Top Clay Court Tennis Players of all Time

Posted January 5, 2021 by in Health + Fitness

Clay court tennis is considered to be one of the toughest tennis surfaces to play on. To be a clay court tennis champion, one must have built resilience and strategy and better concepts on how to make your movements on the court. It is not easy to win on clay, but some professional tennis players seem to dominate the clay court more than others. Sometimes it doesn’t matter the type of equipment you use or how often you restring your racquet; some players seem to have an advantage over others. 

Rafael Nadal

The professional tennis player of Spanish origin is currently ranked at 2nd position by the Association of Tennis players (ATP) on the world’s singles tennis tournament. 

Rafa, as he is commonly called the King of Clay. The King of Clay started playing tennis at a tender age of 4 after his uncle Toni Nadal, a tennis coach, discovered his interest in the game. 

At the age of 8, he won his first medal in the under-12 tennis championship. 

At 15 years, Rafa started playing as a professional tennis player. His Uncle cum coach introduced him to the left-handed stroke instead of the two-handed forehand stroke that he was used to. This technique, alongside his foundation on the clay court, has made him a household name in tennis.

Nadal has won a record 59 titles on clay with his specialty racquet. 

Guillermo Vilas

From Argentina, Guillermo turned pro in 1969. He played 23 seasons and retired in 1992. Besides being remembered for his long flowing hair, he is also remembered for his domination on the clay court. He racked up 49 Clay titles. Only player to win more clay titles is Rafael Nadal. 

It would have been amazing to see Nadal play on the clay court against Guillermo Vilas. Guillermo was inducted into the International Tennis Hall of Fame. He was known for his prolific play and he has won over 900 matches in the Open Era. 

His most memorable year was in 1977. In 1977, he won two of the four Grand Slam singles tournaments and 16 out of the 31 professional tournaments he entered. He surprised many of his opponents that year by being aggressive and attacking the net. 

Novak Djokovic

Novak Djokovic was born in Serbia in 1987 and was introduced to the world of sports at a tender age. His parents owned a sports academy alongside other businesses. He started learning tennis at the age of 4, but professional training started at 13 when he left to train in Germany. 

Novak started playing in international platforms in 2001, at the age of 14. He started with the junior world championships, and in his first year, he managed to get a silver medal. 

He represented Serbia in the 2008 Olympic Championships held in Beijing, China, and he won a bronze medal in the men’s singles. 

Novak has a total of 15 Championships on clay. Like Nadal, he endorses different products and equipment. Most notably is Novak’s endorsement of the HEAD Graphene 360 Speed Racquet.

Roger Federer

Roger Federer is a successful clay-court tennis player who was born in Basel, Switzerland in 1981. He started playing tennis at the age of 8, and ever since, it has always been a win for him. 

He won the ATP match for the first time in 1998. While representing his country Switzerland in the 2008 Beijing Olympic Games, he won a gold medal in the doubles category, with Stanislas Wawrinka. In 2012, he managed a Silver medal in the London Olympics.

Besides his exemplary performance in sports, Roger is a philanthropist. Through his foundation, he has successfully educated thousands of children in countries such as South Africa, Malawi, Zambia, and Botswana, among others.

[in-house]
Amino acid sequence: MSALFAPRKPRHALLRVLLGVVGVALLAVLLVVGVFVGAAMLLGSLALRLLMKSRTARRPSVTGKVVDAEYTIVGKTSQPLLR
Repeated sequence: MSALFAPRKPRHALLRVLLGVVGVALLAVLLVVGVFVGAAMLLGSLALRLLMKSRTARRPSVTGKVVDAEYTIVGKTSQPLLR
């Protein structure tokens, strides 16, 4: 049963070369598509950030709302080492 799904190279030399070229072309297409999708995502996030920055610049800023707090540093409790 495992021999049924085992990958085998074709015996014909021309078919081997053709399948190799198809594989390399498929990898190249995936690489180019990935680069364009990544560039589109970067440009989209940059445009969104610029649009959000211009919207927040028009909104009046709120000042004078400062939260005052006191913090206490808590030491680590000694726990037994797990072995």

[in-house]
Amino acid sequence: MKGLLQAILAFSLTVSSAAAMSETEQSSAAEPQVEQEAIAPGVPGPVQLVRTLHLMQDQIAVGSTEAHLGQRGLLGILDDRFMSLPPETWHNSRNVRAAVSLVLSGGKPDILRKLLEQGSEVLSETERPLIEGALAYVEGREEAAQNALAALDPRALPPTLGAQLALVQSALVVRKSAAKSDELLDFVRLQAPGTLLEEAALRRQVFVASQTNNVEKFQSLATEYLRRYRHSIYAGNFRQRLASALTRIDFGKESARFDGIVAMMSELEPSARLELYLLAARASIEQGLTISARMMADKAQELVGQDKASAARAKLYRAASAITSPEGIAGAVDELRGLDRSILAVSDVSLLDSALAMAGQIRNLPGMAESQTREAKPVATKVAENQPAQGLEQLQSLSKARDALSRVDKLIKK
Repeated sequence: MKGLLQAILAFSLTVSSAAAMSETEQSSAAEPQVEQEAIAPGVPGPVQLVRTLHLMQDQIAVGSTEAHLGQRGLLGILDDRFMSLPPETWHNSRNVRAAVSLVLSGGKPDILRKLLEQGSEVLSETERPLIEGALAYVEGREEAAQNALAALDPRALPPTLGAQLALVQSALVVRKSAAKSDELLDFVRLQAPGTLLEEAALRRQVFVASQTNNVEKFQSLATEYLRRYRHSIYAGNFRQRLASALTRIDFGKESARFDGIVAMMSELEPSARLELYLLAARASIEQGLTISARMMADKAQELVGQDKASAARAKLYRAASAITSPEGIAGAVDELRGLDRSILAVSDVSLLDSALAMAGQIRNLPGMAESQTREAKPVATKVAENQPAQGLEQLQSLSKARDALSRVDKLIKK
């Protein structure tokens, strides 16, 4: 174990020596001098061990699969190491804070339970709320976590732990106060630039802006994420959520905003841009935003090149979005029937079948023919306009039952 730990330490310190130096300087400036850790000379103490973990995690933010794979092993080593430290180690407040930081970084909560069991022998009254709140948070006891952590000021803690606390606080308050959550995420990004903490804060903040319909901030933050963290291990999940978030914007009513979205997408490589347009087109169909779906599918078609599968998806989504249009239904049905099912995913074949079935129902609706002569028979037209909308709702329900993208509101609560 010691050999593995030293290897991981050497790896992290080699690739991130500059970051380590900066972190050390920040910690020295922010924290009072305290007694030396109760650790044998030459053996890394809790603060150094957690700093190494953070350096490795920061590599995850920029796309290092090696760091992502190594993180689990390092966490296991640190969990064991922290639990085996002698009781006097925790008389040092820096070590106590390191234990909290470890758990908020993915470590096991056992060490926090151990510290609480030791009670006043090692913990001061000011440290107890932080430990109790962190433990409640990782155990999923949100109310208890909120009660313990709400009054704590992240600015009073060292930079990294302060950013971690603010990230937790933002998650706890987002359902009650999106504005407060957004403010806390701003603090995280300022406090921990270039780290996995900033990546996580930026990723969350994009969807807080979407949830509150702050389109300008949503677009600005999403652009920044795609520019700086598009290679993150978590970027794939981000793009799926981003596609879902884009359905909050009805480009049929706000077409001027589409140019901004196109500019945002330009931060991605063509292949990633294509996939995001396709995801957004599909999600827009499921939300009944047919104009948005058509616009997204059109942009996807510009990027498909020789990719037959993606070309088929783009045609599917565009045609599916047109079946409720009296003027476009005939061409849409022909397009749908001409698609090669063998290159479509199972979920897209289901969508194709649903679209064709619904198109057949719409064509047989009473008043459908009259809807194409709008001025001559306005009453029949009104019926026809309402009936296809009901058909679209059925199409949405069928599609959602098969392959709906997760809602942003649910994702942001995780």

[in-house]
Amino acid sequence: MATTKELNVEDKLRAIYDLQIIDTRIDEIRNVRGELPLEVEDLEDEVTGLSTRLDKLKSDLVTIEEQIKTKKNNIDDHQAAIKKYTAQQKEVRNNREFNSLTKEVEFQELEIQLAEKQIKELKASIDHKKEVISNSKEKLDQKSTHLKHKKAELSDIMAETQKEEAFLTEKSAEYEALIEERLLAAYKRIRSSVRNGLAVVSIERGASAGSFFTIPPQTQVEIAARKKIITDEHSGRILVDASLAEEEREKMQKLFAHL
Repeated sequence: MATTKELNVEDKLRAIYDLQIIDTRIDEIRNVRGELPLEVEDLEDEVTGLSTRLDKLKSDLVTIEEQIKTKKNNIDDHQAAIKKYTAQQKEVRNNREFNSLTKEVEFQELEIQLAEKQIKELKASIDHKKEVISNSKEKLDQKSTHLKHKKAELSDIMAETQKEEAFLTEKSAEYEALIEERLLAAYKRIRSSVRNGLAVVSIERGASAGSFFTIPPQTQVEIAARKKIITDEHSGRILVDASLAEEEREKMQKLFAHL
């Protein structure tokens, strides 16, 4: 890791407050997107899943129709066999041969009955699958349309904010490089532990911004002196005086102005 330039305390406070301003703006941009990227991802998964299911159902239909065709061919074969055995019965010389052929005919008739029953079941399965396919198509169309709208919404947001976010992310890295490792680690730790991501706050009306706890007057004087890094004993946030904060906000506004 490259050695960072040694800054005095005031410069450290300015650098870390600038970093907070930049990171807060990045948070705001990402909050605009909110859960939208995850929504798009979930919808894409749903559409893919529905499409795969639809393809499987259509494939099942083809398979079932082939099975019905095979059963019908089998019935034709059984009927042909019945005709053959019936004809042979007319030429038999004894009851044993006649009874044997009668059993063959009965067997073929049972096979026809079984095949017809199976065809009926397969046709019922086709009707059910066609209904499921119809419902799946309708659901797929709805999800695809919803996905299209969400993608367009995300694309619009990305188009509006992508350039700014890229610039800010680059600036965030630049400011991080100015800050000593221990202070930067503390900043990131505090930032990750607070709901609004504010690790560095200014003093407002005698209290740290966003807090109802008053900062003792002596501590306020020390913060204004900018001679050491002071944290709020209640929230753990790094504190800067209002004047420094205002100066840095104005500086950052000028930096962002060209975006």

He has won 11 clay court titles but has also lost 11 titles to Nadal.

Bjorn Borg

Bjorn Borg is a Swedish tennis player who was born in 1956 in Stockholm. 

At 25, Bjorn had already won 41 singles games and five championships consecutively. 

In 1983, he retired from professional tennis, which came as a shocker to the tennis fraternity. This was despite him being crowned as the tennis enigma in his time. He started his Sportswear brand.

It is still unclear why he quit, but he attempted a comeback in 1991 but left again shortly after. He was the shortest-lived tennis player but with the best records.

He has won 31 clay titles. 

Mats Wilander

Unlike other tennis champions, Mats did not get the chance to hold a racket until the age of 13. He was born in Vaxjo, Sweden in 1964. As a child, he was exposed more to soccer and ice hockey. 

In 1982, he brought home both the under-16 and under-18 titles in the Miami Orange Tournament.

He reached the peak of his tennis career in 1988, where he attained three majors. This win made him the second male player to win all the three majors on hard, grass, and clay courts. In this same year, he attained the top position after winning six consecutive games, out of 15 tournaments. He retired as a full-time professional clay court tennis player in 1991.

He has won 20 clay titles. 

Ivan Lendl

Ivan was born 1960 in Ostrava, Czechoslovakia. Both his parents were high ranking tennis players. His father was elected as the president of the tennis foundation in their homeland. He was, therefore, exposed to tennis at a very young age.

In 1980, Ivan represented Czechoslovakia in the Davis Cup championships and won three doubles and seven singles. 

Despite his exemplary performance, a back complication prevented him from playing beyond 1994. He lost his last final in 1994 to Pete Sampras and called it quits shortly after.

For 11 consecutive years of his tennis game career, he managed to reach at least one gram slam final each year. After retirement, he started playing golf while spending more time with his family.

He has won 28 clay titles. 

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